2. Control muscle strength and tone in the execution of activities that allow the realization of coordinated movements.
  3. Develop postural control in static and dynamic balance activities, strengthening mastery of body movement.
  4. Achieve coordination in performing segmental movements, identifying the dissociation between the thick and thin parts of the body.

For the assessment of the development of body expression and motor skills level, the following categorical scale was used: level started, acquired and in process, those established in the Initial Education curriculum for the assessment of the level of development of skills, in correspondence with the fulfillment of the objectives established in the field of corporal expression and motor skills. In the acquired category, the child met the objective established for the skill; in the initiated, the child did not reach the goal for the skill and in the category in process, the child partially met the goal (Ministry of Education, 2014). The practical development of the observation was carried out using a checklist. The empirical data obtained were processed through the resources of descriptive statistics.



Results of the questionnaire applied to parents

In question No. 1, 43 % of those surveyed believed that their child received a comprehensive quality education. This result evidenced the levels of dissatisfaction in more than half of the parents. In the responses to question No. 2, more than half of the parents considered that virtual classes did not benefit all learning areas, which is contrary to the statement by Gamboa et al. (2019) about the fact that motor skills are essential for the construction of different learning, since children establish concepts during the exploration of their environment.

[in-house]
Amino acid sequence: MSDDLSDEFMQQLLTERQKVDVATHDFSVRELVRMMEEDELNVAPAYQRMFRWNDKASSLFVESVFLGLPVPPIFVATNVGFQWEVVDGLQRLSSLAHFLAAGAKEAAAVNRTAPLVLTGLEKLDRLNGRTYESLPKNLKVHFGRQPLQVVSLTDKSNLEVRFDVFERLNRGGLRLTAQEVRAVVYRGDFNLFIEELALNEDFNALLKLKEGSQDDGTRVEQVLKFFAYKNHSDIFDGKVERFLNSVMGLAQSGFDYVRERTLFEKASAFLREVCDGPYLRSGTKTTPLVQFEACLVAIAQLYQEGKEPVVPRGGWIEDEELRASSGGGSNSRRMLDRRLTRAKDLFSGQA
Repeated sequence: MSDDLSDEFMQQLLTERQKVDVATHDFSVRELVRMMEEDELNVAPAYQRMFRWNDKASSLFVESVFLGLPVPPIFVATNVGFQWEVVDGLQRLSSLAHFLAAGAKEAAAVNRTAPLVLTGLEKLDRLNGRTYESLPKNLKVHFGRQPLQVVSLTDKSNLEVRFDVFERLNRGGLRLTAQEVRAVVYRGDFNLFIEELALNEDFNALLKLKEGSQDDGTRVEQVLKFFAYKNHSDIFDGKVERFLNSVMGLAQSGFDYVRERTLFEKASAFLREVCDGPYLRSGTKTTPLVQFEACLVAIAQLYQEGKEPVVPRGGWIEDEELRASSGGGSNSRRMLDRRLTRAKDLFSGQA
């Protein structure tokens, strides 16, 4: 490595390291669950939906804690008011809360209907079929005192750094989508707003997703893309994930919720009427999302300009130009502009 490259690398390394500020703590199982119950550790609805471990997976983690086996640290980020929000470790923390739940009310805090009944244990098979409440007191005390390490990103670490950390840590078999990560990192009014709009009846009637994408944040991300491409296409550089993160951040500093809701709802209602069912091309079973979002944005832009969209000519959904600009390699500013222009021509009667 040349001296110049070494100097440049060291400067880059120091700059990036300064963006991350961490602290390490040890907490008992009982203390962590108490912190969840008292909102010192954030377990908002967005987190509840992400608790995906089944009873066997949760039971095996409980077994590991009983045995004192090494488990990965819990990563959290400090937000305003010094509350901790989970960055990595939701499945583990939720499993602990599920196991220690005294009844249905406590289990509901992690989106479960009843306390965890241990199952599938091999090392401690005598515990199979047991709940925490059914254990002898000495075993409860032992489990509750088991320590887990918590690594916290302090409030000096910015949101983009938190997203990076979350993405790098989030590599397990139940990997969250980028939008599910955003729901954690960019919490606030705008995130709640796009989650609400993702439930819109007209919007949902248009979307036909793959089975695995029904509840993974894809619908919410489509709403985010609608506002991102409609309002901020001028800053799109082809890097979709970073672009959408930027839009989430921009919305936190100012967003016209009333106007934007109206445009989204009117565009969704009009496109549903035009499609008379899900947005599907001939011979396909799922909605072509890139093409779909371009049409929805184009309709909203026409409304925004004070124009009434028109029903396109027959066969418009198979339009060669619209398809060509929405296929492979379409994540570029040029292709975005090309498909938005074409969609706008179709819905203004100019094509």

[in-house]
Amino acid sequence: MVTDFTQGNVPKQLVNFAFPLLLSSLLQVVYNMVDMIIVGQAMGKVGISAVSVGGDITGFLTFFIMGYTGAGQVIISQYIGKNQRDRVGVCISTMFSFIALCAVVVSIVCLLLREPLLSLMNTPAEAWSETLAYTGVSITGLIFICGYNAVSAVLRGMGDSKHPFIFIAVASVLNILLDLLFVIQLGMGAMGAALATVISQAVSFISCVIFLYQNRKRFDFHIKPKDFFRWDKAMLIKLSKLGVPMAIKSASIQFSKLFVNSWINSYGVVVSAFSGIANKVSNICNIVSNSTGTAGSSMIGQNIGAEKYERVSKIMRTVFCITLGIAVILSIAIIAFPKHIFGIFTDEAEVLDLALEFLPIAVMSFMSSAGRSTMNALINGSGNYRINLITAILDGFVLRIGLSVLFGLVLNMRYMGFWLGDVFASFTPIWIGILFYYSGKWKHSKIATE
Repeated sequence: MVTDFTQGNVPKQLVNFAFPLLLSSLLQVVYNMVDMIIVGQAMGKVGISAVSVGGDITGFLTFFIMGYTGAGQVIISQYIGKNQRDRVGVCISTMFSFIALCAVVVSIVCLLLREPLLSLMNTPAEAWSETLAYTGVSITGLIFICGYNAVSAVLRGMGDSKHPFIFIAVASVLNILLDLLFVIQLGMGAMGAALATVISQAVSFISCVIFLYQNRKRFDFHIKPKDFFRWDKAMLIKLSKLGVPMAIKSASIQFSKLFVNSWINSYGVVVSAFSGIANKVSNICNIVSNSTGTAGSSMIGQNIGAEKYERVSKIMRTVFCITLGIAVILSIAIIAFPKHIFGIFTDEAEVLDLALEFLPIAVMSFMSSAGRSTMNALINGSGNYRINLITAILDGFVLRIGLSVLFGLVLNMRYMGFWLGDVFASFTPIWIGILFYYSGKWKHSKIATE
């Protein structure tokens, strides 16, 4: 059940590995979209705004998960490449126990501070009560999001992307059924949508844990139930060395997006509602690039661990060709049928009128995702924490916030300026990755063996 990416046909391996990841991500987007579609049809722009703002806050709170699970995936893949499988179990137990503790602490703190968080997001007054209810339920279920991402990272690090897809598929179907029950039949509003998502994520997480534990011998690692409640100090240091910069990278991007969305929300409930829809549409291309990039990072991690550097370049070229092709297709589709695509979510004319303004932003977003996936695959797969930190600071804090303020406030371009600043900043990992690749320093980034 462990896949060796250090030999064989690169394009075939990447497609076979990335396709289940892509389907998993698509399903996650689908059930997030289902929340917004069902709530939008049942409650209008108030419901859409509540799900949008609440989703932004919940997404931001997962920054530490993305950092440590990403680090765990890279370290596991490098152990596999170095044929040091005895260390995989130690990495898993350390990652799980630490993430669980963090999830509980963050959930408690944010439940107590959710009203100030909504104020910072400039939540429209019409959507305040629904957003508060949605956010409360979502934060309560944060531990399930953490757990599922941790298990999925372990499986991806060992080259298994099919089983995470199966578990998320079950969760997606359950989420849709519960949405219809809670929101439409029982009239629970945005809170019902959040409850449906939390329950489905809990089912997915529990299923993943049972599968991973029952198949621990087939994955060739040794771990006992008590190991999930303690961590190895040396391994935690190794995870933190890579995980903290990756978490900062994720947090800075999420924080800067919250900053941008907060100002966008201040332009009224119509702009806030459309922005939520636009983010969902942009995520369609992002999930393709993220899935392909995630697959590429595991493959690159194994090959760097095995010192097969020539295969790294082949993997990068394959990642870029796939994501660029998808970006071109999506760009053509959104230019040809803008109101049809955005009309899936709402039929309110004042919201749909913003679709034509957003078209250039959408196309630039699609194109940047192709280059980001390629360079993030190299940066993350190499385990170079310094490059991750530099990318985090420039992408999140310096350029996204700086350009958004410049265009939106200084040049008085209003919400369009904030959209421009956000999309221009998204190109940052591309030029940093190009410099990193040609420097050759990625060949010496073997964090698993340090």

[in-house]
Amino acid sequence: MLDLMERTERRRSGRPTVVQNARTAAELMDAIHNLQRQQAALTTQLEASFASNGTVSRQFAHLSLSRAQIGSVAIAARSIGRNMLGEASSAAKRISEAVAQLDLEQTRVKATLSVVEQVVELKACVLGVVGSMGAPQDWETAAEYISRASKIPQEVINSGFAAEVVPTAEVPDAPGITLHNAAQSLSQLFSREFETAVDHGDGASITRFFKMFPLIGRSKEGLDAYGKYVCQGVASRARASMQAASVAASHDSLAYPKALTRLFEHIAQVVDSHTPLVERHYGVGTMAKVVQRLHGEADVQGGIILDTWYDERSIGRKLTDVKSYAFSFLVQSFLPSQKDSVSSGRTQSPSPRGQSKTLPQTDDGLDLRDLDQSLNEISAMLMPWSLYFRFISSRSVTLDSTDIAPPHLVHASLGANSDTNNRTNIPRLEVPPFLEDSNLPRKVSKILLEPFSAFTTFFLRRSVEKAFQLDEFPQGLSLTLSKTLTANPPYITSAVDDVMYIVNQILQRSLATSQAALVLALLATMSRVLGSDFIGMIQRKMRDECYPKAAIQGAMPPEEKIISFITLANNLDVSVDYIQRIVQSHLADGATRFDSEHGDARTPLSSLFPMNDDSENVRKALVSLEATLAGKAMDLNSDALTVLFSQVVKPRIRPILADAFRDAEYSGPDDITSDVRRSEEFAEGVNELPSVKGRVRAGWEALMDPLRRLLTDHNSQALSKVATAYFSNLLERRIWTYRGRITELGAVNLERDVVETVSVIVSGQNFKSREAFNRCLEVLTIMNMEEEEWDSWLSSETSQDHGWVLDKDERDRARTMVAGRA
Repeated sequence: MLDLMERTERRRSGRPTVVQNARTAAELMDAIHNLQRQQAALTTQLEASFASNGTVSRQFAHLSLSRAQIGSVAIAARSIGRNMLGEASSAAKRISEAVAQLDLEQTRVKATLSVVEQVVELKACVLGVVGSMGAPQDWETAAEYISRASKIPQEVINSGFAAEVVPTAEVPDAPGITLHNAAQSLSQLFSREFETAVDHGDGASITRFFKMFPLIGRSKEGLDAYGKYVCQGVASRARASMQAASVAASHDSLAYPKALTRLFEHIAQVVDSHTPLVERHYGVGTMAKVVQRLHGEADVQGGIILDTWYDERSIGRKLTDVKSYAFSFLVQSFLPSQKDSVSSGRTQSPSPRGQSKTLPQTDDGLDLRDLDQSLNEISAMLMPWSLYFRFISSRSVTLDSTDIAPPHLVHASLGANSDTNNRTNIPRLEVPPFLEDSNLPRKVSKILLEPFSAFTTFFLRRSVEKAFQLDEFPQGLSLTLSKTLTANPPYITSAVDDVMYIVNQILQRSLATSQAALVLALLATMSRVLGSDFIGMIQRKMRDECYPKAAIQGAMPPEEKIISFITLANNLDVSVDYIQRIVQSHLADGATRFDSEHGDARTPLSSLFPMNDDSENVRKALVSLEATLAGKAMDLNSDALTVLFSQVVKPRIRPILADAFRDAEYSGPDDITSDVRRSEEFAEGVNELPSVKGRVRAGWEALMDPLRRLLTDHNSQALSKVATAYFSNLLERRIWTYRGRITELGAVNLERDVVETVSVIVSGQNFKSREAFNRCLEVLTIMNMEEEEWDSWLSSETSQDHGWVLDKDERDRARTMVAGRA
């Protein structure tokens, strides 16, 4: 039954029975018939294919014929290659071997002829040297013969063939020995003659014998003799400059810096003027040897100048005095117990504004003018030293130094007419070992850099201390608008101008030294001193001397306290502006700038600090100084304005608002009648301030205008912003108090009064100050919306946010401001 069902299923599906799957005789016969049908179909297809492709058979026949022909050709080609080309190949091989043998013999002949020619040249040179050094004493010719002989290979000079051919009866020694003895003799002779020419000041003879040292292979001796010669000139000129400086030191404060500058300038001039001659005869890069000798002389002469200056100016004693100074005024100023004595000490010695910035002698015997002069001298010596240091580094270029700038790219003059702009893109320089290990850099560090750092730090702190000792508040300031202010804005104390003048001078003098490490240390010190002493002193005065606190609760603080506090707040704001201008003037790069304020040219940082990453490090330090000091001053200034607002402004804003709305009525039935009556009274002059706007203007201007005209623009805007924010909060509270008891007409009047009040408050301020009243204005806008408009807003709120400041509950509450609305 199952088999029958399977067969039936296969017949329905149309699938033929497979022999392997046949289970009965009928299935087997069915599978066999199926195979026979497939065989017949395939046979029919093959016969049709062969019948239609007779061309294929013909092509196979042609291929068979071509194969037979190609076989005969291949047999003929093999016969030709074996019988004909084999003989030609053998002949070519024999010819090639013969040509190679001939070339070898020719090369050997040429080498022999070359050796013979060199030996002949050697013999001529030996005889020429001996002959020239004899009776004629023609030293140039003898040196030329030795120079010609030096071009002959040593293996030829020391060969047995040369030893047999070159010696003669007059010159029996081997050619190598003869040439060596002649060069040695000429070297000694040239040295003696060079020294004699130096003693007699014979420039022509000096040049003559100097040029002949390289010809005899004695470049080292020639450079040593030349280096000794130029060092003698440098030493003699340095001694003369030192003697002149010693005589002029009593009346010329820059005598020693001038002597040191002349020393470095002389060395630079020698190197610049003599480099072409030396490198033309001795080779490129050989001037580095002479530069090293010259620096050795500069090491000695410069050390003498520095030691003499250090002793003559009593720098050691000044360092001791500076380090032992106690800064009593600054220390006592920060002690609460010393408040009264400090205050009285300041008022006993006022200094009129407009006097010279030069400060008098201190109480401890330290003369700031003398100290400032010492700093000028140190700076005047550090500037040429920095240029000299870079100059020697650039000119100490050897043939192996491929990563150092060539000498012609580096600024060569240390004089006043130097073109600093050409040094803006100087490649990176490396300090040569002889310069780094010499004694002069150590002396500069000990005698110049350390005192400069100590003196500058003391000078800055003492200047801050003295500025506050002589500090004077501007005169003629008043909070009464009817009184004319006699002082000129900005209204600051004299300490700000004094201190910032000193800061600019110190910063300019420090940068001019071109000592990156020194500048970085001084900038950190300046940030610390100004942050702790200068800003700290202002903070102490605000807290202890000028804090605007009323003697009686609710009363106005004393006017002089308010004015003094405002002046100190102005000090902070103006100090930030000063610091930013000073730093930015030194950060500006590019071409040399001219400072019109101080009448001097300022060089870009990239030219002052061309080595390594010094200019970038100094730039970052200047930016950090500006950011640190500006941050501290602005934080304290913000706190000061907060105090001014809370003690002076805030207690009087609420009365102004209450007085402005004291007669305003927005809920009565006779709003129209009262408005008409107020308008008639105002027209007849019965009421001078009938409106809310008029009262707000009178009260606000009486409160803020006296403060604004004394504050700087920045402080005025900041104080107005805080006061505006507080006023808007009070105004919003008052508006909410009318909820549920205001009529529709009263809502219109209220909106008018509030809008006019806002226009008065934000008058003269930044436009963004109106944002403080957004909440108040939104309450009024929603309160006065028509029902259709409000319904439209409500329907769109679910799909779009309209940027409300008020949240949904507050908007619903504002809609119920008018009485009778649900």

More than two thirds of the parents thought (question No. 6) that the strategies in the virtual modality used by the institution's teacher contributed to the quality education of their child. In a study carried out in Spain, on the appreciation of virtual teaching-learning, it was concluded that "The degree of satisfaction of families, with respect to the teaching that their children are receiving in primary school, stands out in 60 % of private centers , while public centers in 37 %" (Cabrera et al., 2021, p. 251).

The opinion of the parents investigated was more in line with the results of the Spanish private educational system, which showed similar states in different educational contexts. The satisfaction of parents with the teaching-learning process that was carried out with their children was an important factor that was found to be related to their participation in child education (Colás Bravo and Contreras, 2013) and therefore, in determining the quality of the educational system (Andrés Cabello and Giró Miranda, 2016).